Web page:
On your Easter page, list out the specifics like what time your service starts, your location, what to expect, and so on.
Here’s something more to consider:
Address the objections someone may use to talk them out of attending.
For instance, someone who is uncertain about the service and what it will be like will much easier be won over by reading, “Come and enjoy a free coffee roast from our partner at XYZ local coffee roaster" than “come and enjoy free coffee."
2. Create consistent content
Create content with your social media goals in mind.
Got someone creative in your congregation? Let them use their craftsmanship to create a great visual package that is consistent with your overall strategy.
Make sure that it’s cohesive and that everyone in church communicates the same message.
If everyone decides to change their profile pics to a white cross with a black background, this will make their friends take notice.
To ensure consistency in messaging, you could even provide your members with specific content to share. If you go this route, don’t forget to add your Easter page link.
Whatever strategy you choose, remember to stick together as a congregation and ensure consistency throughout.
3. Get people to like and share your content
Start creating Easter content that your members and their friends may share. The aim is to post content that will show up on other people’s newsfeeds.
Make a video for promoting your Easter service. If you have a really low-budget and you’re uncomfortable behind a camera, there’s nothing wrong with having your pastor record an invitation on his phone.
Make it funny.
Talk about your Easter service.
Make it something someone who isn’t interested in Christianity would be interested in attending.
Your goal is not to get as much engagement as possible. Rather, your goal is to get your content on more of the right peoples' newsfeeds.
It’s vital that you include your Easter page link in all of your posts. Remember to stay mindful of the audience you’re trying to reach and refrain from using too much Christian lingo.
4. Create content people can comment on
Posts that are fun and thought-provoking are more likely to get likes, shares, and comments.
Your content should be relevant and trigger a reaction.
Once someone likes or shares your post, it shows up on their friends’ newsfeeds. If they engage and comment on your post they will receive a notification each time someone responds and your post could possibly be recycled through their feeds.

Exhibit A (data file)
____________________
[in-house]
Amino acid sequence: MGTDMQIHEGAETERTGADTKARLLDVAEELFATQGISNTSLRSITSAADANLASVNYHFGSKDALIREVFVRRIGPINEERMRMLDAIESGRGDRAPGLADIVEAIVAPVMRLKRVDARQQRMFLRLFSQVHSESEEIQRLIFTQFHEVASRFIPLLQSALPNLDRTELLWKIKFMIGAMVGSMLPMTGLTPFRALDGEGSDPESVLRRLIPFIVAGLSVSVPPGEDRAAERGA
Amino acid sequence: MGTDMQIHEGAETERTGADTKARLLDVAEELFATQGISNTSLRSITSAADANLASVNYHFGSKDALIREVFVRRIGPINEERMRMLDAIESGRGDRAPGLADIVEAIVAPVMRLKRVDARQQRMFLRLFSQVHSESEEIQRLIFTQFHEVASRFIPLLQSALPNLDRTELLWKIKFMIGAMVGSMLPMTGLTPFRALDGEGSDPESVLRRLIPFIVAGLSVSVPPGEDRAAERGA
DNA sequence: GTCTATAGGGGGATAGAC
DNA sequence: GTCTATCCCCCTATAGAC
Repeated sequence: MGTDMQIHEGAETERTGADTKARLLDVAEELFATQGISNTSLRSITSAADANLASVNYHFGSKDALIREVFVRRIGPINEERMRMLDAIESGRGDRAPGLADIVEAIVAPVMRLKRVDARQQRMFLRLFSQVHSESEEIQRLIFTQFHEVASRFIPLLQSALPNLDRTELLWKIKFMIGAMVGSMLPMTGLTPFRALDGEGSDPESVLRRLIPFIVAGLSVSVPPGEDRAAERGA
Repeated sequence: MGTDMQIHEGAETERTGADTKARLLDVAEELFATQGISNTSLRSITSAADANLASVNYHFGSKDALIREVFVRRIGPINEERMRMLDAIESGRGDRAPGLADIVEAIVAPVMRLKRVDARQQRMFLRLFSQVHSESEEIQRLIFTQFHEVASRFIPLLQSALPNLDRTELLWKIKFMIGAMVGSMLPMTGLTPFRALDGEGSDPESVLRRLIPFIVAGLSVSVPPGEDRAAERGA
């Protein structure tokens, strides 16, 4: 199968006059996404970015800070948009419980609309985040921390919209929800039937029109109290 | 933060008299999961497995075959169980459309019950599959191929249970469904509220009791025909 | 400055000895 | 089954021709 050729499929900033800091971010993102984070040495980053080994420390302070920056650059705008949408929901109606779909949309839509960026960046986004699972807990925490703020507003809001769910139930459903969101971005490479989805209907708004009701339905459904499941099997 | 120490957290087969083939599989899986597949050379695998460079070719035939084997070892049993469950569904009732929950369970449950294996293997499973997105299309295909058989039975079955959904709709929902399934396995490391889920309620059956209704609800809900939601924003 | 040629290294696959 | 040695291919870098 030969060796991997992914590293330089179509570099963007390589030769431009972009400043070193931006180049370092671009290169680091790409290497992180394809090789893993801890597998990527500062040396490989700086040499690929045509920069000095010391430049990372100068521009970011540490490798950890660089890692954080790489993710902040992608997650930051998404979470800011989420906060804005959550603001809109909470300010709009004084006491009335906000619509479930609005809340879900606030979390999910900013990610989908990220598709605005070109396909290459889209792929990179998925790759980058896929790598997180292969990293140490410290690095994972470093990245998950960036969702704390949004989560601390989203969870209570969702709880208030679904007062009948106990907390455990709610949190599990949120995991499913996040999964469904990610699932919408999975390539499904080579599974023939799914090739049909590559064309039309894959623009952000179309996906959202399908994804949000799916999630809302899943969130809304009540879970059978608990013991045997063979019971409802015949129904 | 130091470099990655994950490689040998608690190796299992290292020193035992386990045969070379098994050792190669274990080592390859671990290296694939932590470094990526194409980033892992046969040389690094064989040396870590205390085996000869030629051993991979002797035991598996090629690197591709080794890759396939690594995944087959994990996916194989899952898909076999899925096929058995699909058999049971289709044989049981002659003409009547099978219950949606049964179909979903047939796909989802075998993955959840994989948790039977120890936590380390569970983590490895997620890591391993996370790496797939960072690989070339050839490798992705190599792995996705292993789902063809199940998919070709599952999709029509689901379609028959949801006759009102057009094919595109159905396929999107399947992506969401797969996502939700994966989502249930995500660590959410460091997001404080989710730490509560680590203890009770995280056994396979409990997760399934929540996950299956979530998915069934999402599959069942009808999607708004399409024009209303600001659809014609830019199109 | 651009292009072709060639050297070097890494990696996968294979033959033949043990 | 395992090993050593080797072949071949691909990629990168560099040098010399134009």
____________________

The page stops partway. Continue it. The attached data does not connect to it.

Make sure that everyone’s goal in sharing is to make people feel welcome by engaging them in meaningful conversation.
The goal isn’t to convert people to Christianity with a Facebook post. The goal is to get people to attend your Easter service, where you pray they will be converted through the preaching of the gospel.
5. Payment is needed for promotion
You can reach at least 2,200–5,800 people through paid promotion on Facebook for only a few bucks. Considering that this is one of the few places you can achieve these type of results, it’s worth the cost.
The awesome part is that you can reach everyone who has liked your page, and their friends. You can even target your post to reach people based on their age, interests, location, and more.
Your ideal target are people who have already liked your page and live nearby your church. If you use Facebook the right way, you could potentially double your church attendance during Easter—and potentially boost your weekly attendance in the coming months. Over to you
This leads us to one final point.
You should be using a church management software for your church. If you’re not, all your Easter efforts have a high probability of being fruitless.
Because if you don’t capture the contact info of new attendees and integrate it into a pre-existing communications database, you can kiss potential growth goodbye.
Get your church registered with Tithe.ly’s ChMS to manage your church membership data (including first-time guest info) and stop sabotaging your church’s ability to grow through technological neglect.